The exchange rate for this trade-off was initially said to be two extra days’ lockdown for one extra day of freedom, but in a move not entirely uncharacteristic for the handling of the pandemic in the UK, that was later corrected: for every day of relaxation, five days of tighter restrictions would be needed. An opinion poll conducted prior to the government’s decision found that 54% of respondents would prefer to keep restrictions in place for Christmas if that avoided further restrictions in January, but that 33% would happily accept those measures if it meant a more normal Christmas — an interesting illustration of different time preferences.

So, while in both my native and my adoptive country, a majority of the people seems to be willing — albeit perhaps grudgingly — to have a restricted Christmas, as much as one third would rather have more normal celebrations, and take the consequences later. Why is Christmas such a big deal for so many?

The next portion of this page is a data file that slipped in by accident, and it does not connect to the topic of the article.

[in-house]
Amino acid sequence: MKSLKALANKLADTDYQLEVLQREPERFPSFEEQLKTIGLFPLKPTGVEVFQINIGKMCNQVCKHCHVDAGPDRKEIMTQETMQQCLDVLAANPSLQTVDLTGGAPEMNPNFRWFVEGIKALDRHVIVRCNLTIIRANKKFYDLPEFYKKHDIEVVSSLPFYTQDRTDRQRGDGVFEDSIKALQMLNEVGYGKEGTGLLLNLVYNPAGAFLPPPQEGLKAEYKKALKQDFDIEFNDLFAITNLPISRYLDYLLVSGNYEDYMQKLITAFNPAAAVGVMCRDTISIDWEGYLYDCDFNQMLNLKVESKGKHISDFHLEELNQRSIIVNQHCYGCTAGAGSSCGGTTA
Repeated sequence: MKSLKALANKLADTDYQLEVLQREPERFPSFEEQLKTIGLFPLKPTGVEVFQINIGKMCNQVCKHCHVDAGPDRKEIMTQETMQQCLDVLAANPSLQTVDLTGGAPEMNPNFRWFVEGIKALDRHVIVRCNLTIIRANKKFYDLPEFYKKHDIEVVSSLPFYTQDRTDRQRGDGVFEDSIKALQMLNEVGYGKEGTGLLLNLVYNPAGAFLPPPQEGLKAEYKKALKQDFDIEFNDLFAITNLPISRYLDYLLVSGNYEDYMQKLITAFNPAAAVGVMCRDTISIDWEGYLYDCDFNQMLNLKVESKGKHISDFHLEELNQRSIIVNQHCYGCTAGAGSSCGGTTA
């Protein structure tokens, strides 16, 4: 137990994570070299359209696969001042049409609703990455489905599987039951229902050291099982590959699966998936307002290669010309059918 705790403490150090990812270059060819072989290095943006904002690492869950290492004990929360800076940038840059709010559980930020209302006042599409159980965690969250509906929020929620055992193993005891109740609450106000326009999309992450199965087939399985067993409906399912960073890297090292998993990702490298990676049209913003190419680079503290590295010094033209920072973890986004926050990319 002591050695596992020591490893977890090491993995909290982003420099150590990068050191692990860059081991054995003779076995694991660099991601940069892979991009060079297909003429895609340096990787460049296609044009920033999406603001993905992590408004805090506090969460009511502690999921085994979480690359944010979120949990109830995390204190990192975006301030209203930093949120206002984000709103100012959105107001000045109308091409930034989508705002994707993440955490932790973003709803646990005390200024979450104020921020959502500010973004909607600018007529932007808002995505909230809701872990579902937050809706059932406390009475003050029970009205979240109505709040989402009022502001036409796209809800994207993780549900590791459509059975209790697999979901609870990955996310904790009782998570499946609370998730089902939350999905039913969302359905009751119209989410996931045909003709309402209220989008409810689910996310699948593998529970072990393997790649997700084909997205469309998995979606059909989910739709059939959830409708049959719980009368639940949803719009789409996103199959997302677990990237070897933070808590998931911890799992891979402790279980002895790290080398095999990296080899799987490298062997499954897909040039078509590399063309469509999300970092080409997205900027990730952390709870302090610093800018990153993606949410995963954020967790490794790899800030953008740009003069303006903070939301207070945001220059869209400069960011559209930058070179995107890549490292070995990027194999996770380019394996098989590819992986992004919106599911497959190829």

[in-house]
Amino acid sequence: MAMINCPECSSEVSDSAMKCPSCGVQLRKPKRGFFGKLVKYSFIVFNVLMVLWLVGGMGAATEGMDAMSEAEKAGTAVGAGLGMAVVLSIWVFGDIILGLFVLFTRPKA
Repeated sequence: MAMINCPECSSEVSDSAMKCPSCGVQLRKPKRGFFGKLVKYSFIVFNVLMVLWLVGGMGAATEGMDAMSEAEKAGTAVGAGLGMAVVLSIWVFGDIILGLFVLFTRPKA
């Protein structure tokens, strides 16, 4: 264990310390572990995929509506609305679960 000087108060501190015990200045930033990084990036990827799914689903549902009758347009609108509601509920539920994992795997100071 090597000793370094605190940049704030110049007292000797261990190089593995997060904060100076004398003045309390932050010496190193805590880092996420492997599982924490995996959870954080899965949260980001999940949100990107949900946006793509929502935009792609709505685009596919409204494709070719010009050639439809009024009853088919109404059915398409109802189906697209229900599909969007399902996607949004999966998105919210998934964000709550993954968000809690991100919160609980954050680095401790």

The meaning of Christmas

A few weeks ago, economist Tim Harford wondered about this as well: why are we so obsessed with saving Christmas? All of the joyous things that we associate with the celebration — the family reunions, the gifts, the feasting, the decorations and so on — could really happen at any time of the year. But what makes it special is that everyone does so at the same time: everybody is collectively and simultaneously “having fun”, as Noddy Holder of Slade reminds us.

That collectiveness and simultaneity is what makes Christmas a highlight every year for many people. This means missing out is, understandably, a disappointment. Perhaps, as Tim Harford argues, we should reflect on what we truly value about Christmas, and make the trade-off accordingly, keeping a sense of proportion.

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Part of the ritual — hopefully they don’t contain a viral load (image: Caley Dimmock via Unsplash)